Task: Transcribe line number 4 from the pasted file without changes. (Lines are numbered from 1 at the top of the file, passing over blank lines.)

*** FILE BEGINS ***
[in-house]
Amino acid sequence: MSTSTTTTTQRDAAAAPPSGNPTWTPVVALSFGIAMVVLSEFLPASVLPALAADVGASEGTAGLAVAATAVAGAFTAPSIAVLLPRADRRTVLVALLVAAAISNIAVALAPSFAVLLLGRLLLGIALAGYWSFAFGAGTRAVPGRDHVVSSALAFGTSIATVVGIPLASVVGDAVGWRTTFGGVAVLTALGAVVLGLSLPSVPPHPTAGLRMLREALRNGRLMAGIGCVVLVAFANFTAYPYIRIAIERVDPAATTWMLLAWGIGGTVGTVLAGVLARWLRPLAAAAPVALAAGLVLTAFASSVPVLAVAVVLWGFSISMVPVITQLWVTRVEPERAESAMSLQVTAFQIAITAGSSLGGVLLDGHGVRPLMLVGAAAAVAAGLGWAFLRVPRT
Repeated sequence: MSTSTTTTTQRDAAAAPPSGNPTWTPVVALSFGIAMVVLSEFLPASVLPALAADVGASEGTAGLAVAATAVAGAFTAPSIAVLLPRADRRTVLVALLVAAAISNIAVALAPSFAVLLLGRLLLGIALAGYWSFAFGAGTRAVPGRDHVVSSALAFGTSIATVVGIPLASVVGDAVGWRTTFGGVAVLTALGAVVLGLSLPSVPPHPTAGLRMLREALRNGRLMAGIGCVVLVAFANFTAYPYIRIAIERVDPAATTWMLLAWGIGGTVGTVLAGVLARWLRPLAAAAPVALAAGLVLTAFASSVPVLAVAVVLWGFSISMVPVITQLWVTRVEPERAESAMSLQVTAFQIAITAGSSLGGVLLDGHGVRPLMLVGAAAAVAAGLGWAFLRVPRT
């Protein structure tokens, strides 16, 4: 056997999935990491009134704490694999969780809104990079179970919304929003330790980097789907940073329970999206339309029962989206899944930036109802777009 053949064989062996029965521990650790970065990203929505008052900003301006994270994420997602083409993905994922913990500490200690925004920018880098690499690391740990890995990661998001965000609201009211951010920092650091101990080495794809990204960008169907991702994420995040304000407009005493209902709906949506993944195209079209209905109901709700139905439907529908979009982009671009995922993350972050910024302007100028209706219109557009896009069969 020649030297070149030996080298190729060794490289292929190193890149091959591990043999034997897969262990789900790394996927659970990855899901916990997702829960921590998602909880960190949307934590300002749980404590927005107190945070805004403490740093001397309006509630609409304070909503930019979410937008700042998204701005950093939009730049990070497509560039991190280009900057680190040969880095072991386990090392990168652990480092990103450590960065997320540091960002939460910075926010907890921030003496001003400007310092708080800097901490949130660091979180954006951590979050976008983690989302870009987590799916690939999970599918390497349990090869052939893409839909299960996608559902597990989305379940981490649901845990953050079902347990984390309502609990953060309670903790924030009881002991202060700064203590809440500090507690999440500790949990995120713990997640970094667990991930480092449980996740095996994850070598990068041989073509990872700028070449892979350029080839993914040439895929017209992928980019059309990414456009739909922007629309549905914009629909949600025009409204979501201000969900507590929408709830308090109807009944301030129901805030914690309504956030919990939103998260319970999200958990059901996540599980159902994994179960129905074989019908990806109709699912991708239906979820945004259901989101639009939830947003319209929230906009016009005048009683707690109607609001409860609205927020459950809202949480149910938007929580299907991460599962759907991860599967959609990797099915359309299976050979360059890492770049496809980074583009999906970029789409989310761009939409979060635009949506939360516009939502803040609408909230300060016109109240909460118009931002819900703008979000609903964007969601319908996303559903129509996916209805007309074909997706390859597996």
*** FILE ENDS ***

């Protein structure tokens, strides 16, 4: 056997999935990491009134704490694999969780809104990079179970919304929003330790980097789907940073329970999206339309029962989206899944930036109802777009 053949064989062996029965521990650790970065990203929505008052900003301006994270994420997602083409993905994922913990500490200690925004920018880098690499690391740990890995990661998001965000609201009211951010920092650091101990080495794809990204960008169907991702994420995040304000407009005493209902709906949506993944195209079209209905109901709700139905439907529908979009982009671009995922993350972050910024302007100028209706219109557009896009069969 020649030297070149030996080298190729060794490289292929190193890149091959591990043999034997897969262990789900790394996927659970990855899901916990997702829960921590998602909880960190949307934590300002749980404590927005107190945070805004403490740093001397309006509630609409304070909503930019979410937008700042998204701005950093939009730049990070497509560039991190280009900057680190040969880095072991386990090392990168652990480092990103450590960065997320540091960002939460910075926010907890921030003496001003400007310092708080800097901490949130660091979180954006951590979050976008983690989302870009987590799916690939999970599918390497349990090869052939893409839909299960996608559902597990989305379940981490649901845990953050079902347990984390309502609990953060309670903790924030009881002991202060700064203590809440500090507690999440500790949990995120713990997640970094667990991930480092449980996740095996994850070598990068041989073509990872700028070449892979350029080839993914040439895929017209992928980019059309990414456009739909922007629309549905914009629909949600025009409204979501201000969900507590929408709830308090109807009944301030129901805030914690309504956030919990939103998260319970999200958990059901996540599980159902994994179960129905074989019908990806109709699912991708239906979820945004259901989101639009939830947003319209929230906009016009005048009683707690109607609001409860609205927020459950809202949480149910938007929580299907991460599962759907991860599967959609990797099915359309299976050979360059890492770049496809980074583009999906970029789409989310761009939409979060635009949506939360516009939502803040609408909230300060016109109240909460118009931002819900703008979000609903964007969601319908996303559903129509996916209805007309074909997706390859597996």